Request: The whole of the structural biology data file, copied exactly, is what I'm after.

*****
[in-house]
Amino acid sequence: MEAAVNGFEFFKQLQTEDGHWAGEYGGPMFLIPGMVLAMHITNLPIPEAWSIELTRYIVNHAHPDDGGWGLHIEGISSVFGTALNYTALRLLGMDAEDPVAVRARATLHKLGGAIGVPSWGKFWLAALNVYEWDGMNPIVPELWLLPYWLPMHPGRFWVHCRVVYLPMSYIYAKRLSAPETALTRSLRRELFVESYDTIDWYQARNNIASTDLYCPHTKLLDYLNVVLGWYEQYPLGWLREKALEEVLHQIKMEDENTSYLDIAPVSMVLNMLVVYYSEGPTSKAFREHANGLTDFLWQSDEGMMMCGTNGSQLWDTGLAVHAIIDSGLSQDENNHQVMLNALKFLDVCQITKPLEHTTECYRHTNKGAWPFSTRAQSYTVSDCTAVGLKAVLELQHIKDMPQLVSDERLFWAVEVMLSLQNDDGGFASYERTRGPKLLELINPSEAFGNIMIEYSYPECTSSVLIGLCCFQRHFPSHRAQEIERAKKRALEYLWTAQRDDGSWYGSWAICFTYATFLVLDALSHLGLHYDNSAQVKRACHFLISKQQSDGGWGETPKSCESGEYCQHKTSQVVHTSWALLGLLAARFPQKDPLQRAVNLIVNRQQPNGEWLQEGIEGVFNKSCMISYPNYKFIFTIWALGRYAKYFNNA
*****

[in-house]
Amino acid sequence: MEAAVNGFEFFKQLQTEDGHWAGEYGGPMFLIPGMVLAMHITNLPIPEAWSIELTRYIVNHAHPDDGGWGLHIEGISSVFGTALNYTALRLLGMDAEDPVAVRARATLHKLGGAIGVPSWGKFWLAALNVYEWDGMNPIVPELWLLPYWLPMHPGRFWVHCRVVYLPMSYIYAKRLSAPETALTRSLRRELFVESYDTIDWYQARNNIASTDLYCPHTKLLDYLNVVLGWYEQYPLGWLREKALEEVLHQIKMEDENTSYLDIAPVSMVLNMLVVYYSEGPTSKAFREHANGLTDFLWQSDEGMMMCGTNGSQLWDTGLAVHAIIDSGLSQDENNHQVMLNALKFLDVCQITKPLEHTTECYRHTNKGAWPFSTRAQSYTVSDCTAVGLKAVLELQHIKDMPQLVSDERLFWAVEVMLSLQNDDGGFASYERTRGPKLLELINPSEAFGNIMIEYSYPECTSSVLIGLCCFQRHFPSHRAQEIERAKKRALEYLWTAQRDDGSWYGSWAICFTYATFLVLDALSHLGLHYDNSAQVKRACHFLISKQQSDGGWGETPKSCESGEYCQHKTSQVVHTSWALLGLLAARFPQKDPLQRAVNLIVNRQQPNGEWLQEGIEGVFNKSCMISYPNYKFIFTIWALGRYAKYFNNA